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The building is designed primarily as an environmental filter that allows occupants to work in ‘unplugged’ spaces that can be adjusted to personal levels of comfort. The environment is both interactive and informal, in contrast to the unresponsive and over-engineered enclosures of conventional offices, disconnected from their setting. The project at the 1-3 Dunning Avenue, Rosebery has been designed as an innovative, sustainable work environment that encourages sociability and low energy consumption to reduce CO2 emissions and global warming. It is located on Epsom Road, Rosebery, a noisy through road, at the southern edge of Green Square. The site is within easy walking distance of the Green Square Rail Station, established bus routes and shops along Botany Road. The surrounding industrial fabric is being transformed as part of the Green Square Urban Renewal Area. Cold, wet winds blow across the site from Botany Bay.

The building is designed as ‘part of’, rather than ‘apart from’ the micro-environment of Botany Bay at the southern edge of the Green Square Redevelopment Area. Its breathing spaces are designed to connect inside and outside in a continuum of temperature and air gradients, responsive to the daily climatic conditions. The complexity of the design derives from restraint and changeability, and not redundant features or superficial gestures.

The building form consists of a four storey, slender, L-shaped block, sited parallel to Epsom Road and the side streets of Dunning and Mentmore Avenues, and with a single lift core. The office component of the building presents as a floating box raised above ground level shops. Shops are accessed from an urban terrace that is benched above flood. waters, at the required ‘free board’ level. They have high ceilings and extensive glazing to give a transparent and accessible image to street level of the building. The shops are intended to be occupied by showrooms, providores, and a café opening to the entry lobby, courtyard and western terrace. Public domain improvements will be carried out on all street frontages.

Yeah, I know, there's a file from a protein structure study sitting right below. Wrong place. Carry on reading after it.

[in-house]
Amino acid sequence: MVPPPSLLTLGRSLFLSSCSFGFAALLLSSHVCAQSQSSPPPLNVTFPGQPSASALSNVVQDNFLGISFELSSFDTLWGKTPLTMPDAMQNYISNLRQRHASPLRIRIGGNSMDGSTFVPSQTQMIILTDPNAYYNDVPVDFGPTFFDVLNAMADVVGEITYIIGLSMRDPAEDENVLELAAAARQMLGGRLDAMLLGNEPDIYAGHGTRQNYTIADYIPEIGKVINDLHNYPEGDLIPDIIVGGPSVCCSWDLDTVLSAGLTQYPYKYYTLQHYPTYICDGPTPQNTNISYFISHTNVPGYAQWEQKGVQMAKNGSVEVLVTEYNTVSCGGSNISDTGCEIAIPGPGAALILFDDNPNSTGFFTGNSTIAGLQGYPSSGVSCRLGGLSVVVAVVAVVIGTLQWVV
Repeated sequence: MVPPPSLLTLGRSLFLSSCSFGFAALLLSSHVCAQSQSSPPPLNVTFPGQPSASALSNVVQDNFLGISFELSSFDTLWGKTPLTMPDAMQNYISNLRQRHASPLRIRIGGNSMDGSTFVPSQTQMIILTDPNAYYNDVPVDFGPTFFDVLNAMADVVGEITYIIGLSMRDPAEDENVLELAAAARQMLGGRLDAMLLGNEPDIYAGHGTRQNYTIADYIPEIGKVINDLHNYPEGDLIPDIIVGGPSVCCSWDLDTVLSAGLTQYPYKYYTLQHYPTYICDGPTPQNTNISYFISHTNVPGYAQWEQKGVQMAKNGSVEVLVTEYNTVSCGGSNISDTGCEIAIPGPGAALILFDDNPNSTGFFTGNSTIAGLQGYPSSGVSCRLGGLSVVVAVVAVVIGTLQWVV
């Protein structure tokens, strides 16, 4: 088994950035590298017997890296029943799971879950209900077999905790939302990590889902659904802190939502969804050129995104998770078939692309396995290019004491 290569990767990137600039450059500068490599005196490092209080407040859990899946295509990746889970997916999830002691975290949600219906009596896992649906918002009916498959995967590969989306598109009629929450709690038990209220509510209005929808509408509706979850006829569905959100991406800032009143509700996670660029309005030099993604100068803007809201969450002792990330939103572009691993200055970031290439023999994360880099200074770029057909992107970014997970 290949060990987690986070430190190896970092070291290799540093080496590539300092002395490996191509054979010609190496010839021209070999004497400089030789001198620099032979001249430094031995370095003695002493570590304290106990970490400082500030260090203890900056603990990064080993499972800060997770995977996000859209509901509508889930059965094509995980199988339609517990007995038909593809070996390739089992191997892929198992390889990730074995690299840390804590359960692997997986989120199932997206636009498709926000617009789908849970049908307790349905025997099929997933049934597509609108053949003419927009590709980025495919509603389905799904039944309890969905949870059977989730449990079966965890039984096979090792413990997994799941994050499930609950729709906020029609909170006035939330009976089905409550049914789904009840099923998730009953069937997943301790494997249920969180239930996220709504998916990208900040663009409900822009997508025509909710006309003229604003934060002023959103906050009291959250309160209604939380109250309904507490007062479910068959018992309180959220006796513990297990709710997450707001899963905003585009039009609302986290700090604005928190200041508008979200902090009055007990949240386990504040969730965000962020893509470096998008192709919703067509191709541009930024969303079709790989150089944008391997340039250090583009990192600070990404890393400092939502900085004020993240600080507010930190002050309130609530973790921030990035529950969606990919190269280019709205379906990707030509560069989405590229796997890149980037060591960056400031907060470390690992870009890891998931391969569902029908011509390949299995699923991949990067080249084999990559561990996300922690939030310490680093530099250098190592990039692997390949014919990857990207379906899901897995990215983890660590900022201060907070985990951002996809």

The north elevation to Epsom Road is developed as a crate-like form, or ‘brise-soleil’, that contains individual breakout spaces, or balconies, to the offices. It is contrasted with the planar wall of the south elevation to the courtyard which consists of ribbons of fixed glass louvres and glass balustrades. The top storey conforms to Council’s attic controls for residential buildings, and is setback from the lower levels. The east and west elevations have been minimised to avoid heat gain. The north elevation is shaded by the horizontal slabs of balconies, supplemented by light shelves that also reduce glare. The openings to the west elevation are shaded by operable aluminium shutters.

The south facing communal access galleries to the courtyard and adjacent lobbies to levels 1 and 2 are breathing, permeable spaces that store cool fresh air for the offices and a pathway for the controlled natural cross flow ventilation. The galleries are screened by fixed glass louvres from southerly winds and rain.

The building makes efficient use of natural resources, energy and water throughout its full cycle, including construction. Energy efficient building response is developed through passive design and sun control elements. The building is characterised by exceptional and dynamic qualities of space, natural light, air flow and solar access to achieve high personal comfort and low energy consumption.


Type: Live / Work / Hybrid
Location: 1-3 Dunning Avenue, Rosebery, Sydney, Australia
Year: 2011-2015
Client: Epsom Property Group
Number storeys: 6
Site area: 2,295 sqm
Floor area: 3,742 sqm
Collaborators: 360 Degrees Landscape Architects
Digital imagery: Lucid Metal

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